Energy Brief March 16

by Archer Financial Services | Mar 16, 2020
by Steve Platt and Mike McElroy

Price Overview

Volatility came back into the crude oil market with a vengeance as ongoing fears over the breakup of OPEC# pact along with the Coronavirus fears led to renewed liquidation pressure. The market which opened at 33.75 on Sunday evening quickly succumbed to selling pressure as equity markets cratered and reached the circuit breaker levels quickly. Ideas that the surprise Fed announcement of a cut in Fed Target rates would do little to support economic activity amidst the Coronavirus fears took values down to a low of 28.10 basis April before recovering in line with scattered support and bargain hunting buying emerging in equity markets. Recognition that the Administration purchases of Crude oil totaling as much as 77 mb might do little to change the underlying supply demand fundamentals for shale producers remained in the background. Instead, fears emerged that the Democratic controlled House might be averse to funding the purchases at the expense of other industries who might need funding more.

Even more important is the appearance both Saudi Arabia and Russia are intent about getting prices down to levels that will shut off shale oil production in the US. The expanding production in Saudi Arabia and the implication of lower prices for budget deficits and economic activity in many countries along with the prospect consumer expenditures will not expand quickly as people stay home continues to pose uncertainty over the potential for a global surplus. Ideas it will reach at least 1.3 mb/d over the next 6 months and possibly more could make the surplus the largest it has been ever. Adding to the concern was the cancellation of an OPEC and non-OPEC Technical meeting that had been planned for Wednesday suggesting that a compromise solution is far from being worked out. This has recently been reflected in the discounting of Brent to WTI as competition between Russian and Saudi cargoes heats up in Europe. The horrendous timing of this production war when global demand is likely to contract substantially due to the COVID-19 spread has left the market wondering where to turn next.  The news flow continues to suggest that things will likely get worse before they get better.  If the battle between Saudi Arabia and Russia intensifies instead of coming to some sort of agreement on limiting production, we could see an extended period where prices flounder and continually test new lows, with the 20.00 area a psychological target if producers go to war.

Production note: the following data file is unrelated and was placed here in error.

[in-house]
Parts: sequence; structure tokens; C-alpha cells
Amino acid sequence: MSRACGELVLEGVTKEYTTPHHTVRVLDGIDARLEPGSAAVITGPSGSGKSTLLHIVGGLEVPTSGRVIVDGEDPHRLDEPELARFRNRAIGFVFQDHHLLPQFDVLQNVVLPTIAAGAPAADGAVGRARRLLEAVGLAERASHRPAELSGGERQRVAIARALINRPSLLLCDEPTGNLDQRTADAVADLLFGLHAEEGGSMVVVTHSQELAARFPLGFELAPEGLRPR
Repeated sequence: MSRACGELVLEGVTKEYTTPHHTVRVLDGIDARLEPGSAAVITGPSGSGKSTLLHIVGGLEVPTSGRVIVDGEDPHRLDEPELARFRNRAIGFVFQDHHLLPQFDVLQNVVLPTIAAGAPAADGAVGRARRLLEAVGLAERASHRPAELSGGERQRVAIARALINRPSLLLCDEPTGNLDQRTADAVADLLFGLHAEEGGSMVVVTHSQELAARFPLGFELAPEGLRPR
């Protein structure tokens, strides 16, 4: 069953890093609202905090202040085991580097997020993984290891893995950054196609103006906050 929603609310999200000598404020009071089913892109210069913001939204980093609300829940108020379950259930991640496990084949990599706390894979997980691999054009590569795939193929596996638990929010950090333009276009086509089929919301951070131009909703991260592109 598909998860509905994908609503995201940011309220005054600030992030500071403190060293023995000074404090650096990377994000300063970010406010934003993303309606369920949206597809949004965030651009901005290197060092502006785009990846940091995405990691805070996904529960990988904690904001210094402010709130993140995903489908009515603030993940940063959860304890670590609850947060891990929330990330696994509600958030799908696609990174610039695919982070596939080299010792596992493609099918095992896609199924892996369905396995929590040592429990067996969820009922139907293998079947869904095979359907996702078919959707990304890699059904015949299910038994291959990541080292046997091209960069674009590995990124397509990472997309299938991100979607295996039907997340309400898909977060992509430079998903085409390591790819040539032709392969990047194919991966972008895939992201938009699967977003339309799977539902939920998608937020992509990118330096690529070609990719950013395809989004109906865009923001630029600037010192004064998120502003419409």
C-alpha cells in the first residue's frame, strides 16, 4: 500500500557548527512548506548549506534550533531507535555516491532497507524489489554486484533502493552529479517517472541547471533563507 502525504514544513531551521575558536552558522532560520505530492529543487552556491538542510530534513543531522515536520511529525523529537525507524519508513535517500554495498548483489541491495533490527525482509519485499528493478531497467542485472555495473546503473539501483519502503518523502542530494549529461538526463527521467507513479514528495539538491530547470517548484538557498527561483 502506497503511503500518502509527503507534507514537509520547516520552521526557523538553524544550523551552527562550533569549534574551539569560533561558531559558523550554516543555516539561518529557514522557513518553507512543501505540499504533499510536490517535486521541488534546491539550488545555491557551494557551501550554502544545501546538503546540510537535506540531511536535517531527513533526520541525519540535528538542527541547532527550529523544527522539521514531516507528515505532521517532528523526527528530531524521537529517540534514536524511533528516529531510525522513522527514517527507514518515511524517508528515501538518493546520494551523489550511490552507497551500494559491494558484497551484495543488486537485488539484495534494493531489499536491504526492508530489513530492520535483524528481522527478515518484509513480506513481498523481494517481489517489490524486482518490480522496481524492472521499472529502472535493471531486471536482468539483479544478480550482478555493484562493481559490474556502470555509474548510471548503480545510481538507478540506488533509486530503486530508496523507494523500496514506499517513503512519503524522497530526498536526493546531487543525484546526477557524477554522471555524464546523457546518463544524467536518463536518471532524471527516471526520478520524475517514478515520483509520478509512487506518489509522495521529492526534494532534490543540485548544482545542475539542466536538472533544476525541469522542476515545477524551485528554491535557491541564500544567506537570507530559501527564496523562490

Natural Gas

The market continued to attract modest selling in sympathy with the outside markets as the contraction in economic activity continues to undercut values and limit buying interest. Nevertheless, given the decline in values along with the moderately positive fundamentals that include weather indicating minor demand increases, production continuing to slow and LNG flows continuing to improve support to values on dips continue to be evident. The recent resilience we have seen indicates that a low may be in as belief that production, which is already showing signs of retraction, will suffer further in the wake of the crude oil situation.  Prices likely will remain somewhat range bound near term as the global issues run their course, with the 2.00 level offering solid resistance that could be a confirming sign of a bottom if violated.  On the downside 1.75 should hold support.


Charts Courtesy of DTN Prophet X

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